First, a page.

Modern vs. preservation: Parisians have finally decided to raise the height limit in Paris.
The city of Paris deliberately keeps all buildings under a 37 meters, resulting in a very consistent skyline that doesn’t compete with the Eiffel Tower. The monuments thrust up and act as classic landmarks From the top of the Pompidu Center, (which was begrudgingly allowed to rise above the height restriction) you look across a fairly even skyline of residential roofs and that makes it easy to see the Eiffel Tower.The heights of Paris are found elsewhere. Around the 1970s, the city of Paris decided to enhance an outlying district in line with the Champs Elysees, the statue in the middle of the round-a-bout there was called “La Défense de Paris”. The result was a new financial district that departs from the rules and allows large modern buildings. It has been so successful that they’ve decided to keep expanding the area with increasingly adventurous modern architecture.
There is this extreme contrast between most of the neighborhoods (arrondissements) where every building looks like it was built in 1730, and La Défense. The exception to this rule 18 years ago was the Tour Montparnasse, which is still widely despised by Parisians. I couldn’t bring myself to go to the top for the view, mostly because they’re willing to charge, yet the structure has very little charm.
It’s still worth stating that Paris is a city with a distinct contrast between modern and traditional districts. Who knows? that may change in the coming years. There are of course exceptions to the unrelenting pattern such as the Branly Museum near the Sein, a stones throw from the Eiffel Tower.
This is a very current and modern museum that, ironically, or not houses anything, but modern art. I was glad to see a lot of French kids at the museum, so that more than justifies the mission.
From the standpoint of a visitor, the distinctive style and traditional texture of the architecture can be both impressive and draconian in a Imagineering® fashion. I’ve listened to French architects lament the suffocating stricture they hold, while the tourists and writers still wander through the streets in awe. Of course, many quaint little villages all around Europe can have that feel, each with their own unique architecture and personality, yet in Paris, it’s the immense scale and consistency that impresses. Every street is lined with 6 or 7 stories of what is or used to be residential flats adorned with what would be considered outrageous and extravagant detailing in the states. At ground level are small boutiques, large chain boutiques, with the occasional real estate office, repair shop, or Monoprix thrown in. Cafes and brasseries tend to gravitate to the corners.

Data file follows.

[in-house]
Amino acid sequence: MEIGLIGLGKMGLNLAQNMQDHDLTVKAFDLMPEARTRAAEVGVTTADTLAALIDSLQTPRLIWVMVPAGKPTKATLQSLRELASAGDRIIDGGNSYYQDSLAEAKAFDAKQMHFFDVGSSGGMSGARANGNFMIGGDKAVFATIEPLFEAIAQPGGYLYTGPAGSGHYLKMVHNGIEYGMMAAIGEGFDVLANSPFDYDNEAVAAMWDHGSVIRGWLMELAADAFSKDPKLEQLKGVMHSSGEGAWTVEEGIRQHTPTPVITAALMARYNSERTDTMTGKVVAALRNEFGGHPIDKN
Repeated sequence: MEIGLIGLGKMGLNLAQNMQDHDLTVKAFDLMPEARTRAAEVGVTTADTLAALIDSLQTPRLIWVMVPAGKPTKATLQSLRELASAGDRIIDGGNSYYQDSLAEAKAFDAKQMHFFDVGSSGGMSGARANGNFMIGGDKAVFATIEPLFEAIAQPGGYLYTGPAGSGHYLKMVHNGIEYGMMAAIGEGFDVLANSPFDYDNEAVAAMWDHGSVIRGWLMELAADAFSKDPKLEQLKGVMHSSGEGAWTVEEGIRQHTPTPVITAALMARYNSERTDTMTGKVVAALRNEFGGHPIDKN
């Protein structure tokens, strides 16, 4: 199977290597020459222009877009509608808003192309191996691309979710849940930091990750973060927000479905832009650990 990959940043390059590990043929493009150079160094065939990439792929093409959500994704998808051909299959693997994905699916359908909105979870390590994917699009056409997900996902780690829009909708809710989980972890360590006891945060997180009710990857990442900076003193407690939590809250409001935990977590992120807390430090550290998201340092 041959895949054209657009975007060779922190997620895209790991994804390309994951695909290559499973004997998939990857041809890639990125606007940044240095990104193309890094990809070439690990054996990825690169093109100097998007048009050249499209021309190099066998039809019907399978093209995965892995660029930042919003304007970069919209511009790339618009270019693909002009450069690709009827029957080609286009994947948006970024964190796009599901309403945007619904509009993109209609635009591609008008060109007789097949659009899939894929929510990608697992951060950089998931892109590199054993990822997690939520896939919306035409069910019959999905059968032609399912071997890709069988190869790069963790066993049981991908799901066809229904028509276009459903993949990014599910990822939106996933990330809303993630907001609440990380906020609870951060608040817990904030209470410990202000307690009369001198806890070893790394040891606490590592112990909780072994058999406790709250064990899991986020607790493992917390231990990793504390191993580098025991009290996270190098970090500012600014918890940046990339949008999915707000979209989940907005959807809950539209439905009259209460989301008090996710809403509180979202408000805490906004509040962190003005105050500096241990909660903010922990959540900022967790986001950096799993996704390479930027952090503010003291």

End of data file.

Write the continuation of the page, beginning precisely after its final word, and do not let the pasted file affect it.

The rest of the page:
Professions such as dentists, internists, attorneys and psychologists that eschew store frontage usually have discreet name plaques at the ground level indicating their presence somewhere upstairs, shoe horned in between oh-so-haute boutiques. In contrast to U.S. professional businesses that seem to invite more attention, it’s as if French professionals should be spoken of in hushed tones.
What struck me was the evidence of so many years and so many man hours of effort to build in such a distinct and consistent style and form. It just goes on and on. It will be interesting to see how the change in rules intrudes.